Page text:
Ban violence not big matches | Daily News

Ban violence not big matches

 It is Big Match season and despite the controversy and the chaos it brought about earlier this month, the games have gone ahead as planned. The barrage of allegations and questions raised as a result of a clash between student groups of Ananda College and Nalanda College earlier this month, however, have mostly been unanswered.

Eight students on either side were left hospitalised and this led to a group of Buddhist monks, headed by Ven. Omalpe Sobitha Thera, the Founder of the Sri Bodhiraja Foundation calling for the ban of big matches in the ‘name of morality’- a call which was swiftly shut down by the Minister of Education, Akila Viraj Kariyawasam, a fan of the Big match himself. Between games and morality however we find that there is a problem which needs to be addressed and that is of violence that is ever pervading our society.

From our homes to our schools, it is our first resort and not the last. It does not take much for an argument to turn into fisticuffs and as Nalanda College Principal, Ranjith Jayasundera said to Daily News, “The school is just a section of society after all and what happens outside spills inside. We can only minimise such incidents, we cannot stop them.”

The Principal whose school was the centre of it all has resigned himself to such incidents.

“The big match was not the reason for this fight though it occurred close to that season. This was a personal issue between boys of the two schools which escalated. Not all are like this, it is just a small group with their own agendas who have used the student groups for their own advantage. Such things happen at the end of exams too,” he said.

To him the problem is more of a law and order issue rather than enforcement of school discipline. “If the law enforcement agencies are strong and enforce the law, it will be fine. The police should freely punish them under civil law,” said Jayasundera.

The students of Ananda College in the meantime are equally passive about the fight. Chaminda Sangeeth, 18, in all his exuberance puts the fight down to simply them retaliating when Nalandians hit their bus ‘thrice’.

“It was a small problem and not because of the Big Match. We have spoken about it and we even had a march together with the two schools. The problem has been solved,” he said more than happy to forget the whole thing ever happened.

His classmates are equally ‘matter of fact’ about the fight. “Fights between schools during Big Matches are a normal thing. People cannot blame big matches for the recent fight as that was due to a different reason. It was the media that exaggerated the incident. They even said it was because of some love affair, but even that is wrong. Fights are normal and we usually resolve it among ourselves,” said an Anandian.

“The monk who said that the matches should be banned did so because he was sensitive to the fact that these were Buddhist schools and thus, we should maintain better discipline. But, fights are common between boys’ schools,” he added.

Banning Big matches is not the solution

To Human Rights Lawyer, Aritha Wickramasinghe, it has been frustrating when the solution people propose to a problem is always to ban it all.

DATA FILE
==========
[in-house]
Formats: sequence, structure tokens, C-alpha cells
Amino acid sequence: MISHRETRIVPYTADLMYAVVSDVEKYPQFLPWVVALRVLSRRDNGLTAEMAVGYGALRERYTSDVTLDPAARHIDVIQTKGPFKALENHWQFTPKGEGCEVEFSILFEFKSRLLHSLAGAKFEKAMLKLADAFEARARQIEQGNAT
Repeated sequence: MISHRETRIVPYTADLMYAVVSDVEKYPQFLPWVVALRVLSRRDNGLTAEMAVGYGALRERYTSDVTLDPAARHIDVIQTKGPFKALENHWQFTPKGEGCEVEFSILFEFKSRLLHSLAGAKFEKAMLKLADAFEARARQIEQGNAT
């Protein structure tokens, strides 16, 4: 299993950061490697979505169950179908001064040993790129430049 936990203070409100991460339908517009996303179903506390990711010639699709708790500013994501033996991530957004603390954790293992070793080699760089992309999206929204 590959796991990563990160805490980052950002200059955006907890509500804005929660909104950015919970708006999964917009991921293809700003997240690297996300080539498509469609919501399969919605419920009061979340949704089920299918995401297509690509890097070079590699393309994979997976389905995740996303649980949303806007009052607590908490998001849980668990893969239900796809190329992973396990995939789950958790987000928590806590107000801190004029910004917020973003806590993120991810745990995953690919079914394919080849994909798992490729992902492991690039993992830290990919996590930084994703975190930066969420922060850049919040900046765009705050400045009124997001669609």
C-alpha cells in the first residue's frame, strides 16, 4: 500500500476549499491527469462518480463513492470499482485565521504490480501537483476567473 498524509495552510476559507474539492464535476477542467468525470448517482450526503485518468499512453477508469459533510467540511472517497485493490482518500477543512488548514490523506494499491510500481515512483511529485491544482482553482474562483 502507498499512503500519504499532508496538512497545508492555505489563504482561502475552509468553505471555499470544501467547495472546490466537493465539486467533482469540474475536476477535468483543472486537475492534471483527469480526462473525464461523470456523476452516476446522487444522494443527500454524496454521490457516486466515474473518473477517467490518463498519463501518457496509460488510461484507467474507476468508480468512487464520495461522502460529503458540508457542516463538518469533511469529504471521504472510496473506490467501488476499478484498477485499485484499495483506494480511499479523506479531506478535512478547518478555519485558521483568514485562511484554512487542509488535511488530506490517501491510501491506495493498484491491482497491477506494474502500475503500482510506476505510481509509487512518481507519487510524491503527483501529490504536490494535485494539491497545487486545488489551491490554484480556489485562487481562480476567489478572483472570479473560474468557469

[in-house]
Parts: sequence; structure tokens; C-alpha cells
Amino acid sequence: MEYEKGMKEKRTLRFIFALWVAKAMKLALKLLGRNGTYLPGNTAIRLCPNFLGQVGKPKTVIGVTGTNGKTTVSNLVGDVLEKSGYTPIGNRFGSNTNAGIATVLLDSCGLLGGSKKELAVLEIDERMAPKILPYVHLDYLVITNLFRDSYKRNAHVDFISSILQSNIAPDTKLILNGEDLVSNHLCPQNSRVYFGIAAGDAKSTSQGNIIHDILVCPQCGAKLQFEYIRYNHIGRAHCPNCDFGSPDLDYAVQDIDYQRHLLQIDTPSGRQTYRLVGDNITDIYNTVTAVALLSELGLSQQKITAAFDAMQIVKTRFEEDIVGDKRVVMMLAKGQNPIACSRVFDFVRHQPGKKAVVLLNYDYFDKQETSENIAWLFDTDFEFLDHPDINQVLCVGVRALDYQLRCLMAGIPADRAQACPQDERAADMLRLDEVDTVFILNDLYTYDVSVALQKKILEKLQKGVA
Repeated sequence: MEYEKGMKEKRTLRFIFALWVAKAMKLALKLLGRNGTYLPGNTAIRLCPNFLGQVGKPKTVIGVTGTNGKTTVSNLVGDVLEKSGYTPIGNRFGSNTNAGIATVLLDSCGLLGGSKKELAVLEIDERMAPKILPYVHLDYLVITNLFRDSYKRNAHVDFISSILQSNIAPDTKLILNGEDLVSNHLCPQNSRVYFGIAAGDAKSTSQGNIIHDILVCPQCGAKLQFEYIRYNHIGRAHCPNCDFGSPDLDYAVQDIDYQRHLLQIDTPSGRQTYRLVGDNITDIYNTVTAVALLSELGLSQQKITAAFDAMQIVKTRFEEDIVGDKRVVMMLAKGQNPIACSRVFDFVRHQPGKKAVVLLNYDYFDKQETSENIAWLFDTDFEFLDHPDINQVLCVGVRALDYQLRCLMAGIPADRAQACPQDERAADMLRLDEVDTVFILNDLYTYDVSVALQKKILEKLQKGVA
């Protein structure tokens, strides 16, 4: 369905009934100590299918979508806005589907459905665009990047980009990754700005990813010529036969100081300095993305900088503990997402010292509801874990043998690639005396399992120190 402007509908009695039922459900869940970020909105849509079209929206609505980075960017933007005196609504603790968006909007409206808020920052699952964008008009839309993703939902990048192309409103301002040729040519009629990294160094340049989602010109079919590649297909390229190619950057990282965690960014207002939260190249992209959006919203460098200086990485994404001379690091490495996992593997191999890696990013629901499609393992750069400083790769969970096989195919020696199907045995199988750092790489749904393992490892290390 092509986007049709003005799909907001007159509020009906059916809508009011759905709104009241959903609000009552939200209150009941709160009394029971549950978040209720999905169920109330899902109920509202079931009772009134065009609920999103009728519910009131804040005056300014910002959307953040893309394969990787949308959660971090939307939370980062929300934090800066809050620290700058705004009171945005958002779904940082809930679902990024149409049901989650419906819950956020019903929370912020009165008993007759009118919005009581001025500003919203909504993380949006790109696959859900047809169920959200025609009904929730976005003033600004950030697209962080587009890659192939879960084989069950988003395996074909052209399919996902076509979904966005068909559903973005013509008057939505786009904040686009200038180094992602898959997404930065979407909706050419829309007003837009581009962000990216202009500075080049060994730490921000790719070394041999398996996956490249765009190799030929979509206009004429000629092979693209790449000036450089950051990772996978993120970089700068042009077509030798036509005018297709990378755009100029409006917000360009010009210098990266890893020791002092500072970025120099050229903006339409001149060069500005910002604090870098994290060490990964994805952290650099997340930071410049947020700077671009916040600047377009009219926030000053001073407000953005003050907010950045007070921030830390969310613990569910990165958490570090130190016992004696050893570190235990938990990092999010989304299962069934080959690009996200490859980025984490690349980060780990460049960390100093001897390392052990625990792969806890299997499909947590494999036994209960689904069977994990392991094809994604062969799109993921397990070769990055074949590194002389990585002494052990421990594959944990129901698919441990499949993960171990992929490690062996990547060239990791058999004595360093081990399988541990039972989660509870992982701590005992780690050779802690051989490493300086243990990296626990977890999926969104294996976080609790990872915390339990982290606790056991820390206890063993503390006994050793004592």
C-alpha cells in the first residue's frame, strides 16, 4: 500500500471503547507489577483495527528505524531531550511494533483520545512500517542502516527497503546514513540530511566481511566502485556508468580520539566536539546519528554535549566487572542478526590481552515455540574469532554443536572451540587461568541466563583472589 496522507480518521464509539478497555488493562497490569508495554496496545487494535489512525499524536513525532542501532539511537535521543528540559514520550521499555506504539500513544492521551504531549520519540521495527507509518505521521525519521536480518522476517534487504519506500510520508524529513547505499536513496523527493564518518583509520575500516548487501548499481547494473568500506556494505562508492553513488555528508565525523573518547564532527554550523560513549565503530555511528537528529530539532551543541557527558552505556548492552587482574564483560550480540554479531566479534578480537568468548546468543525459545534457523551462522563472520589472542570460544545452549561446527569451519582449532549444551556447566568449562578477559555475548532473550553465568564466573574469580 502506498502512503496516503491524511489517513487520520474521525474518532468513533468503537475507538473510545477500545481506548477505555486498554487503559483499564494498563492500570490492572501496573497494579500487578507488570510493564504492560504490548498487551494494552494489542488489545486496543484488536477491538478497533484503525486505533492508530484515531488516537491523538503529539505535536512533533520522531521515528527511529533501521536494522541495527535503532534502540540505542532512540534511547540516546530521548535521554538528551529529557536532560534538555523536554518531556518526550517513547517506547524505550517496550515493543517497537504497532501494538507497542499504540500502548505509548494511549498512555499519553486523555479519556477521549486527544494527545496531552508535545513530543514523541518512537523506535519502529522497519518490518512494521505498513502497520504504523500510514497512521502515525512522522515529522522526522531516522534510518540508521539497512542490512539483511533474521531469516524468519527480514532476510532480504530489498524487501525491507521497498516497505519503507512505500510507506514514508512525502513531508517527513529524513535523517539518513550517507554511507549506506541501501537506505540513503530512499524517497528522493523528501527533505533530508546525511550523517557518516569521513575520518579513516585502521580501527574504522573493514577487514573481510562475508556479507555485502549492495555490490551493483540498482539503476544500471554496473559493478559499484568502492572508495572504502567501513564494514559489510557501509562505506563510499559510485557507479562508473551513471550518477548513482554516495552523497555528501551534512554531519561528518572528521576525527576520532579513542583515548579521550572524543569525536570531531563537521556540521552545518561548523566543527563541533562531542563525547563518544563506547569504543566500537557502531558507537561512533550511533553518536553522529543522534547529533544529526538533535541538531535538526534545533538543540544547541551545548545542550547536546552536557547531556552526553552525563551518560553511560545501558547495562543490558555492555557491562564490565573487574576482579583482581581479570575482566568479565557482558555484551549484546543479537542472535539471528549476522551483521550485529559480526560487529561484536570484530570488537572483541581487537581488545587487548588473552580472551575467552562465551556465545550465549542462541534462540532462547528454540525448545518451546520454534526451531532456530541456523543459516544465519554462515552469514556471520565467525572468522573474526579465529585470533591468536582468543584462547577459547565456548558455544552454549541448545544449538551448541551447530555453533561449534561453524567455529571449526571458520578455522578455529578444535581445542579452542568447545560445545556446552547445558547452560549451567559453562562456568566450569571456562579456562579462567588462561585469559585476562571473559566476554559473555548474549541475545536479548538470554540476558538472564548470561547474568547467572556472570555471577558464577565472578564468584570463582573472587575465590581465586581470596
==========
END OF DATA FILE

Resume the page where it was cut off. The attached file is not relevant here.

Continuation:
“Sport teaches unity, team work and is enjoyable to watch and play. If violence is occurring during or after a Big Match, then this is not the problem of the Big Match. This is the problem of violent individuals and a social mindset that violence is an acceptable solution to problems,” he said and observed that, “Sri Lanka is an increasingly violent society. This is because violent behaviour on its own is encouraged and being fostered. From our schools, to homes, to politicians and especially religious leaders, we are shown that to inflict violence on someone or something is an acceptable solution to a problem.”

Violence in a society recovering from 30 years of conflict is to be expected but the question is what are we doing about it?

“Each time a parent or teacher canes or slaps a child, you are teaching that young child that violent is a solution. Each time Buddhist monks go on protest campaigns damaging public property, threatening individuals and using vile language, you are teaching the youth that violence is a solution.

Each time politicians instigate racial or religious or any form of intolerance and ridicules others, you are teaching that violence is a solution. When everyone in the establishment in this country is teaching and showing that violence is the solution to their problems, should we be surprised that violence is increasing?

How do we curtail violence? You start teaching children and society values,” emphasized Wickramasinghe.

The need to start teaching values at a young age is not a new proposal, it has been advocated from all quarters and leading up to the President himself, what we lack is implementation.

Aruna Keerthi, 46 waits to pick his son up from Royal College. As he waits, scores of boys get on motorcycles and cabs, whizzing passed him, exuberant of their upcoming match. The proposal to ban the Big Match, he finds to be extremely ridiculous.

“The matches need not be banned just because of a fight. If so can we abolish the Parliament because they are also fighting and speaking in filth? What can I tell my son when he asks me why the big match is banned because of a fight but those in Parliament continue to fight regardless of any consequences?” he asked.